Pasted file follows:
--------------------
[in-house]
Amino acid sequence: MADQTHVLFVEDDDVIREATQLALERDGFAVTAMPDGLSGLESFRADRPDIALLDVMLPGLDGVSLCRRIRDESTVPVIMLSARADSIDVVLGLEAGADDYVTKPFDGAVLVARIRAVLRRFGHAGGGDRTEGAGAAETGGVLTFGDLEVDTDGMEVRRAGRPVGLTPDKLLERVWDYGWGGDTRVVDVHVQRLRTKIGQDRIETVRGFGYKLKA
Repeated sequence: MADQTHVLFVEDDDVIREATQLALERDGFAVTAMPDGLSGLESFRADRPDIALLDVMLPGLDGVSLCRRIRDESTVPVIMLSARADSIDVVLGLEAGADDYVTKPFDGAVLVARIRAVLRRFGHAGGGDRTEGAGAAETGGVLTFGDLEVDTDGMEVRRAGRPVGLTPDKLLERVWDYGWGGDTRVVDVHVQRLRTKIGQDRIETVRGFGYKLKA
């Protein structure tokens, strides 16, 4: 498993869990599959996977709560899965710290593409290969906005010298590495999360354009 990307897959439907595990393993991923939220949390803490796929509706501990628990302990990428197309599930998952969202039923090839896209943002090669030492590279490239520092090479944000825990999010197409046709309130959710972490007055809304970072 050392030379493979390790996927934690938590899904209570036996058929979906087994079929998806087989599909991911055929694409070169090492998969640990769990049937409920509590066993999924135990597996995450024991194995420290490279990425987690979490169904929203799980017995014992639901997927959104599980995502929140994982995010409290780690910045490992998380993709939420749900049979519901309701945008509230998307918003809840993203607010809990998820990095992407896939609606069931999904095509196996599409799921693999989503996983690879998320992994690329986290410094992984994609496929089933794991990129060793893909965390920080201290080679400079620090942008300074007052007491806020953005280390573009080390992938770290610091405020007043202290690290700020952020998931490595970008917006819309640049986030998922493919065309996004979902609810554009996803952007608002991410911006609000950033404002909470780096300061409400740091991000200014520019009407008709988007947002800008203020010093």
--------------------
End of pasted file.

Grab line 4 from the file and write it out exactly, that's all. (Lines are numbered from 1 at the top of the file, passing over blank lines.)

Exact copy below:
């Protein structure tokens, strides 16, 4: 498993869990599959996977709560899965710290593409290969906005010298590495999360354009 990307897959439907595990393993991923939220949390803490796929509706501990628990302990990428197309599930998952969202039923090839896209943002090669030492590279490239520092090479944000825990999010197409046709309130959710972490007055809304970072 050392030379493979390790996927934690938590899904209570036996058929979906087994079929998806087989599909991911055929694409070169090492998969640990769990049937409920509590066993999924135990597996995450024991194995420290490279990425987690979490169904929203799980017995014992639901997927959104599980995502929140994982995010409290780690910045490992998380993709939420749900049979519901309701945008509230998307918003809840993203607010809990998820990095992407896939609606069931999904095509196996599409799921693999989503996983690879998320992994690329986290410094992984994609496929089933794991990129060793893909965390920080201290080679400079620090942008300074007052007491806020953005280390573009080390992938770290610091405020007043202290690290700020952020998931490595970008917006819309640049986030998922493919065309996004979902609810554009996803952007608002991410911006609000950033404002909470780096300061409400740091991000200014520019009407008709988007947002800008203020010093």